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SHORT COMMUNICATION
Year : 2020  |  Volume : 47  |  Issue : 1  |  Page : 53-54

Implementation of a student-centered curriculum: Challenges ahead and the potential solutions


1 Member of the Medical Education Unit and Institute Research Council, Department of Community Medicine, Shri Sathya Sai Medical College and Research Institute, Sri Balaji Vidyapeeth – Deemed to be University, Ammapettai, Nellikuppam, Chengalpaet, Tamil Nadu, India
2 Department of Community Medicine, Shri Sathya Sai Medical College and Research Institute, Sri Balaji Vidyapeeth – Deemed to be University, Ammapettai, Nellikuppam, Chengalpaet, Tamil Nadu, India

Date of Submission14-May-2020
Date of Acceptance19-May-2020
Date of Web Publication23-Jun-2020

Correspondence Address:
Dr. Saurabh RamBihariLal Shrivastava
Department of Community Medicine, Shri Sathya Sai Medical College and Research Institute, Sri Balaji Vidyapeeth (SBV) – Deemed to be University, Tiruporur - Guduvancherry Main Road, Ammapettai, Nellikuppam, Chengalpaet District - 603 108, Tamil Nadu
India
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Source of Support: None, Conflict of Interest: None


DOI: 10.4103/jss.JSS_38_20

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  Abstract 


The competency-based medical education curriculum advocates for the shifting of curriculum from the teacher-centric to the student-centric curriculum. A student-centered curriculum is the one, in which students themselves are accountable for the teaching–learning process, including the framed policies and the decisions taken. However, the path to implement a student-centric curriculum is quite challenging, and a wide range of challenges have been identified from the perspectives of different involved stakeholders. In order to successfully implement a student-centric curriculum, we have to do a lot many things which essentially includes, designing of the curriculum based on well-defined and specific competencies, very much in advance. It is very important to sensitize all the stakeholders involved, and all of them have to understand the need of the same and then work together as a team. In conclusion, the successful implementation of a student-centric curriculum requires extensive planning, preparation, and involvement. The road ahead is quite challenging, but it is not impossible, and it just requires dedicated efforts from all the concerned stakeholders.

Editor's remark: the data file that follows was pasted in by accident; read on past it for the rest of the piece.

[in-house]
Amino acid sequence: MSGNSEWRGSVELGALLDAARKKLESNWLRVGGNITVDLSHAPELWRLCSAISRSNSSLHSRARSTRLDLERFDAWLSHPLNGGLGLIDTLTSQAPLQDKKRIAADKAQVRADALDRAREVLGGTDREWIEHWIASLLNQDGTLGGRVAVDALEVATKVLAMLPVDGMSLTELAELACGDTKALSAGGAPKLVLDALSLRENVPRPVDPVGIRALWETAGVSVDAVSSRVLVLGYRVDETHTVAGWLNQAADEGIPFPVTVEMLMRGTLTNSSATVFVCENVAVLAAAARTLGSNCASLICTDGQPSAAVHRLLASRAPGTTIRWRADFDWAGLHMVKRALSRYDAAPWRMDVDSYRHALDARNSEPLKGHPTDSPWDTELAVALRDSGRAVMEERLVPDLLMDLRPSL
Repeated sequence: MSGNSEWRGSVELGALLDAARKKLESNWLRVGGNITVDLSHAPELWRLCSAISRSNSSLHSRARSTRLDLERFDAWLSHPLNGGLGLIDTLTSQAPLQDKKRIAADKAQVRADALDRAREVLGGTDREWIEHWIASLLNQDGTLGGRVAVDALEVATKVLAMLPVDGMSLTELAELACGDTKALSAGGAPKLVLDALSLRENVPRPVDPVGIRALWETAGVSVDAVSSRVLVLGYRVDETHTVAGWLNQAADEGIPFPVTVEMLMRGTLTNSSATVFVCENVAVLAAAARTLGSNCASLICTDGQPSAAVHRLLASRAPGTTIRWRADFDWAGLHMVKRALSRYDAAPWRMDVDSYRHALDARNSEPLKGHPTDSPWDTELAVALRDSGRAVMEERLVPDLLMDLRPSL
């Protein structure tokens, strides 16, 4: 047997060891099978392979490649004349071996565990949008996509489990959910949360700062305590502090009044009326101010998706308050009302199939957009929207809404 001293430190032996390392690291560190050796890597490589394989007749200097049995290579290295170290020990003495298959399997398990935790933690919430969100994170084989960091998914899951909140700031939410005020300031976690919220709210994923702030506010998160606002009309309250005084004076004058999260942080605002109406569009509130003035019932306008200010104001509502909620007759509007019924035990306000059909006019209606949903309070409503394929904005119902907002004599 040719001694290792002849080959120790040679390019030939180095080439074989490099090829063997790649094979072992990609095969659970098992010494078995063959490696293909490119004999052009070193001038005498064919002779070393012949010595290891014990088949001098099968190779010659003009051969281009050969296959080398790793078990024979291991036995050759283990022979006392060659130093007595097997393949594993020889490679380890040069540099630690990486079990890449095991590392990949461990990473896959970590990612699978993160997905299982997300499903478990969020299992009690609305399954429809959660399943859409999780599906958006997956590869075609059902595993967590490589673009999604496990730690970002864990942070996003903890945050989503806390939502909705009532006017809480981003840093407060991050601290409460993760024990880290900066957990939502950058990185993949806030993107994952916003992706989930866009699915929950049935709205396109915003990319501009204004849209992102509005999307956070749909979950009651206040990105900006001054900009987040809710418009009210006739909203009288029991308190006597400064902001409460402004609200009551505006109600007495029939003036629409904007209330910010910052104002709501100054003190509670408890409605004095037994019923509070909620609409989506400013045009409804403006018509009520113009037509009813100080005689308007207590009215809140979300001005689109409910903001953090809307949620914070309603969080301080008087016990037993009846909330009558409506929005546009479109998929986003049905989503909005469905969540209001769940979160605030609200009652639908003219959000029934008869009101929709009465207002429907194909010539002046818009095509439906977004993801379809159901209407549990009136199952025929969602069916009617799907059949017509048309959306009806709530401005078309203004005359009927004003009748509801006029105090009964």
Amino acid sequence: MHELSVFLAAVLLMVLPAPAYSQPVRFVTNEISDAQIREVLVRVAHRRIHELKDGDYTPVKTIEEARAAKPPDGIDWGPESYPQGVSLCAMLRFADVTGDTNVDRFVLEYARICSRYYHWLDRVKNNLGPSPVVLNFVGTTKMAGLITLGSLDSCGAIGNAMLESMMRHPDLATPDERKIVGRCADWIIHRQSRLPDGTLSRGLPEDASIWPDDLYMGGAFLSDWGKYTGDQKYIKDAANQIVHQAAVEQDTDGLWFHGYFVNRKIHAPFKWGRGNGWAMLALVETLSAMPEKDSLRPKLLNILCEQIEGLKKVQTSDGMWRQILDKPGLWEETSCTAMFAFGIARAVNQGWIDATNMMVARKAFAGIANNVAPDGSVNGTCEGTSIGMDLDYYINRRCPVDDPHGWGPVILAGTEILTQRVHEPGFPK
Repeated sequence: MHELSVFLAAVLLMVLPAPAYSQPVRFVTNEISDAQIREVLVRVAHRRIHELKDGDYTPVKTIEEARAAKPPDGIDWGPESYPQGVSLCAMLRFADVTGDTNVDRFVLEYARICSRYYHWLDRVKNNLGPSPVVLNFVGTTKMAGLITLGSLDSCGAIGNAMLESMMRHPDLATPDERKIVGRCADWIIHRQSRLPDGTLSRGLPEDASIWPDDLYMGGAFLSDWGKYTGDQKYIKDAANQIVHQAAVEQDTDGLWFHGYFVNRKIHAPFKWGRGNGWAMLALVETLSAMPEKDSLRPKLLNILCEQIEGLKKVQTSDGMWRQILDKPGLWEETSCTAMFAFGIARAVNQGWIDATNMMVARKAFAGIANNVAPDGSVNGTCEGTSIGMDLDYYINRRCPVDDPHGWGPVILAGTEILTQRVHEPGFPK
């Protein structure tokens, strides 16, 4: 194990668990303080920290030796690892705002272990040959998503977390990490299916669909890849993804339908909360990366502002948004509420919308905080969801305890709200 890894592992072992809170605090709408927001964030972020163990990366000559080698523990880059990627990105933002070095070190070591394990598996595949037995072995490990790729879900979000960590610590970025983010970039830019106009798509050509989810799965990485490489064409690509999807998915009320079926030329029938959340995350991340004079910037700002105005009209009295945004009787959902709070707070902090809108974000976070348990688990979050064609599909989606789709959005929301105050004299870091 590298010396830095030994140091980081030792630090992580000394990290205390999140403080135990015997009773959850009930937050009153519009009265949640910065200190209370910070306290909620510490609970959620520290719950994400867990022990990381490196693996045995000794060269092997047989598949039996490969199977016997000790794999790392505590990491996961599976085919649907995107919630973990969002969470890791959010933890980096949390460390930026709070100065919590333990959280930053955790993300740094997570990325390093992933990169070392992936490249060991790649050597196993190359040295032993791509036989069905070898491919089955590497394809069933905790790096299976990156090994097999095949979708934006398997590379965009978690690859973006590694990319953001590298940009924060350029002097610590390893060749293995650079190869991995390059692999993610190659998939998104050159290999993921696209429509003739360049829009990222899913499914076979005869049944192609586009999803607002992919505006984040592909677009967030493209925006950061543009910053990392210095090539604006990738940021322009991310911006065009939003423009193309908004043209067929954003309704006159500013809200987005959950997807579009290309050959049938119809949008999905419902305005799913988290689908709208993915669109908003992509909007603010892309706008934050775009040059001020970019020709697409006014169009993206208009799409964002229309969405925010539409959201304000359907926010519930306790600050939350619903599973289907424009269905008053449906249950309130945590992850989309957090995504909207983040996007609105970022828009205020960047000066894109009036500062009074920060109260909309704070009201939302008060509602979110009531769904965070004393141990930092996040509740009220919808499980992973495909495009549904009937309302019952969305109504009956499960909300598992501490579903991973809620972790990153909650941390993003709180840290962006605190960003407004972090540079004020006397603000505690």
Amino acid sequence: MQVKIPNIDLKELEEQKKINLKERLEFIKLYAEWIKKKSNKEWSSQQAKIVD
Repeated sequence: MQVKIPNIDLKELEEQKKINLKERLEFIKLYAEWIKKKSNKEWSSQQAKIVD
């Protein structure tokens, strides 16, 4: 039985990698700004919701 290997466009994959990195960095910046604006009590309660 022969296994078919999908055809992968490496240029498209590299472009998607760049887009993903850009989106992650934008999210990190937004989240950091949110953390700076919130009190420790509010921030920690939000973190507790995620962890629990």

Keywords: Curriculum, faculty development program, student centric


How to cite this article:
Shrivastava SR, Shrivastava PS. Implementation of a student-centered curriculum: Challenges ahead and the potential solutions. J Sci Soc 2020;47:53-4

How to cite this URL:
Shrivastava SR, Shrivastava PS. Implementation of a student-centered curriculum: Challenges ahead and the potential solutions. J Sci Soc [serial online] 2020 [cited 2020 Jul 7];47:53-4. Available from: http://www.jscisociety.com/text.asp?2020/47/1/53/287489




  Introduction Top


The competency-based medical education curriculum advocates for the shifting of curriculum from the teacher-centric to the student-centric curriculum. A student-centered curriculum is the one, in which students themselves are accountable for the teaching–learning process, including the framed policies and the decisions taken.[1] In fact, students have to be actively involved even in the process of curriculum planning, choosing appropriate teaching–learning method, and the process of assessment.[1],[2] In other words, students are responsible for their learning progression, acquisition of desired skills, and attainment of the course outcomes.[1],[2],[3]


  Identified Challenges Top


This concept has been introduced as it has delivered encouraging results in heterogeneous settings of medical education.[2],[3] However, the path to implement a student-centric curriculum is quite challenging, and a wide range of challenges have been identified from the perspectives of different involved stakeholders.[1],[2],[3] In a student-centric curriculum, the class generally operates with more amount of interaction between students and teachers (and not like teacher only has to talk) and more priority being given to group activity and aiming for progression in learning through better teamwork, communication, and collaboration.[2],[3]

Students' perspective

From the students' perspective, not every student can learn at a pace equivalent to others, and in that case, it becomes extremely difficult to attain different outcomes of each subject, that too within a defined span of time.[1],[2] Moreover, as the program will be not much structured, students might be either overwhelmed with the given responsibility or may lack uniformity or can be totally independent. Owing to the lack of driving force from teachers or in conditions where students lack interest or confidence or have a fear toward learning any topic, there is a potential risk that the entire process can be compromised.[1],[2]

Faculty perspective